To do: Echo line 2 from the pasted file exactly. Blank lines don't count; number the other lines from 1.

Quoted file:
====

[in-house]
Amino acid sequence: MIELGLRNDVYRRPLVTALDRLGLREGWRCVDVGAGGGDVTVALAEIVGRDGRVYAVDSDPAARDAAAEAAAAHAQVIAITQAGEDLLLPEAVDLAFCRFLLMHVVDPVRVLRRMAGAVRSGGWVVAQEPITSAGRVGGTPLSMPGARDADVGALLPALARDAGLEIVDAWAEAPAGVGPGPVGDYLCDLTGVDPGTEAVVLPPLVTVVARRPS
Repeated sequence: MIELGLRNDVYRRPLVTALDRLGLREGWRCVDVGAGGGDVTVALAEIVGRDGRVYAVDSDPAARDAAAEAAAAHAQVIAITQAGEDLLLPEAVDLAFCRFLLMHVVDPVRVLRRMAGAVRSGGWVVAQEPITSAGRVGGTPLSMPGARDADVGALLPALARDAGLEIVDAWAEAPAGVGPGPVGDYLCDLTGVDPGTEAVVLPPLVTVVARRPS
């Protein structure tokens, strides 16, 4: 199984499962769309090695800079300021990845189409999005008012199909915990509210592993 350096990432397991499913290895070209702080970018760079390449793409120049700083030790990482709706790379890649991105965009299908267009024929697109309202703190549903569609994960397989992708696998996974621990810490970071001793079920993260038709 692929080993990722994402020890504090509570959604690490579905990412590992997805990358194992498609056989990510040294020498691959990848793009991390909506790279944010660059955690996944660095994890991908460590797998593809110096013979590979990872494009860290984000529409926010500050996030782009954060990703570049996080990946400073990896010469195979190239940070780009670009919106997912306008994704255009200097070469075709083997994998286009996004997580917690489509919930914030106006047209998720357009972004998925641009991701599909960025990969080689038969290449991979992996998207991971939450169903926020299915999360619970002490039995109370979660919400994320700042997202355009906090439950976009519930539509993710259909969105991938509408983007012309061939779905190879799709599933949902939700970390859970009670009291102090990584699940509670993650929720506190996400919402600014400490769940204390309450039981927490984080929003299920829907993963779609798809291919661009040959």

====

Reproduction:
Amino acid sequence: MIELGLRNDVYRRPLVTALDRLGLREGWRCVDVGAGGGDVTVALAEIVGRDGRVYAVDSDPAARDAAAEAAAAHAQVIAITQAGEDLLLPEAVDLAFCRFLLMHVVDPVRVLRRMAGAVRSGGWVVAQEPITSAGRVGGTPLSMPGARDADVGALLPALARDAGLEIVDAWAEAPAGVGPGPVGDYLCDLTGVDPGTEAVVLPPLVTVVARRPS